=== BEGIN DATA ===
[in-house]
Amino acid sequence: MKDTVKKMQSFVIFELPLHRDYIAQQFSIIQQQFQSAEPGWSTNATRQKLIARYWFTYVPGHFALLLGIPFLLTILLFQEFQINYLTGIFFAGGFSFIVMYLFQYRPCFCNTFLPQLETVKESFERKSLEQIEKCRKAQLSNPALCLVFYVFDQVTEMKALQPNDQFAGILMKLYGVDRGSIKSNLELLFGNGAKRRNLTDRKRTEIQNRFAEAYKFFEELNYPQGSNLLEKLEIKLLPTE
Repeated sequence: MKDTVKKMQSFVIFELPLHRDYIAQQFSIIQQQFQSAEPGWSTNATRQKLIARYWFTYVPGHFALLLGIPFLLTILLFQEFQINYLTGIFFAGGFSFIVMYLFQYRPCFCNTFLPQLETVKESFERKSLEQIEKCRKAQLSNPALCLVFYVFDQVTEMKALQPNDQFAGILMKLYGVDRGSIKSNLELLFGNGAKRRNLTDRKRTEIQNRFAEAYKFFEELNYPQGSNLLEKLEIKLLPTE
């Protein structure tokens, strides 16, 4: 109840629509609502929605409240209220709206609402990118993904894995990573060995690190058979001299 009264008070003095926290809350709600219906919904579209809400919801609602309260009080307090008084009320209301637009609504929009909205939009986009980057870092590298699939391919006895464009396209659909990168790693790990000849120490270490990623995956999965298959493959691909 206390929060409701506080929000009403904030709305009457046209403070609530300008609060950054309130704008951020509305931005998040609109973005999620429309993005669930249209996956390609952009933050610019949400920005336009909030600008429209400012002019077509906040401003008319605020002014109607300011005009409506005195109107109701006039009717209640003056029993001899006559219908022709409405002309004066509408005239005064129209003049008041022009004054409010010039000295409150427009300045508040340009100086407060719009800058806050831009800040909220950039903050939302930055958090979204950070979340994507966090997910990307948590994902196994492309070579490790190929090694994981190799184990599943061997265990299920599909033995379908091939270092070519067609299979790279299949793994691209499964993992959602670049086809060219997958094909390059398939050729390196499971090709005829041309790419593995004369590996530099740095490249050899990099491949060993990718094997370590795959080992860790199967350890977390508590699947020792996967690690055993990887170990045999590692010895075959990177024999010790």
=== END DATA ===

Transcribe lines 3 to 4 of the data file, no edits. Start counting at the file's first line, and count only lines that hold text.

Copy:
Repeated sequence: MKDTVKKMQSFVIFELPLHRDYIAQQFSIIQQQFQSAEPGWSTNATRQKLIARYWFTYVPGHFALLLGIPFLLTILLFQEFQINYLTGIFFAGGFSFIVMYLFQYRPCFCNTFLPQLETVKESFERKSLEQIEKCRKAQLSNPALCLVFYVFDQVTEMKALQPNDQFAGILMKLYGVDRGSIKSNLELLFGNGAKRRNLTDRKRTEIQNRFAEAYKFFEELNYPQGSNLLEKLEIKLLPTE
């Protein structure tokens, strides 16, 4: 109840629509609502929605409240209220709206609402990118993904894995990573060995690190058979001299 009264008070003095926290809350709600219906919904579209809400919801609602309260009080307090008084009320209301637009609504929009909205939009986009980057870092590298699939391919006895464009396209659909990168790693790990000849120490270490990623995956999965298959493959691909 206390929060409701506080929000009403904030709305009457046209403070609530300008609060950054309130704008951020509305931005998040609109973005999620429309993005669930249209996956390609952009933050610019949400920005336009909030600008429209400012002019077509906040401003008319605020002014109607300011005009409506005195109107109701006039009717209640003056029993001899006559219908022709409405002309004066509408005239005064129209003049008041022009004054409010010039000295409150427009300045508040340009100086407060719009800058806050831009800040909220950039903050939302930055958090979204950070979340994507966090997910990307948590994902196994492309070579490790190929090694994981190799184990599943061997265990299920599909033995379908091939270092070519067609299979790279299949793994691209499964993992959602670049086809060219997958094909390059398939050729390196499971090709005829041309790419593995004369590996530099740095490249050899990099491949060993990718094997370590795959080992860790199967350890977390508590699947020792996967690690055993990887170990045999590692010895075959990177024999010790």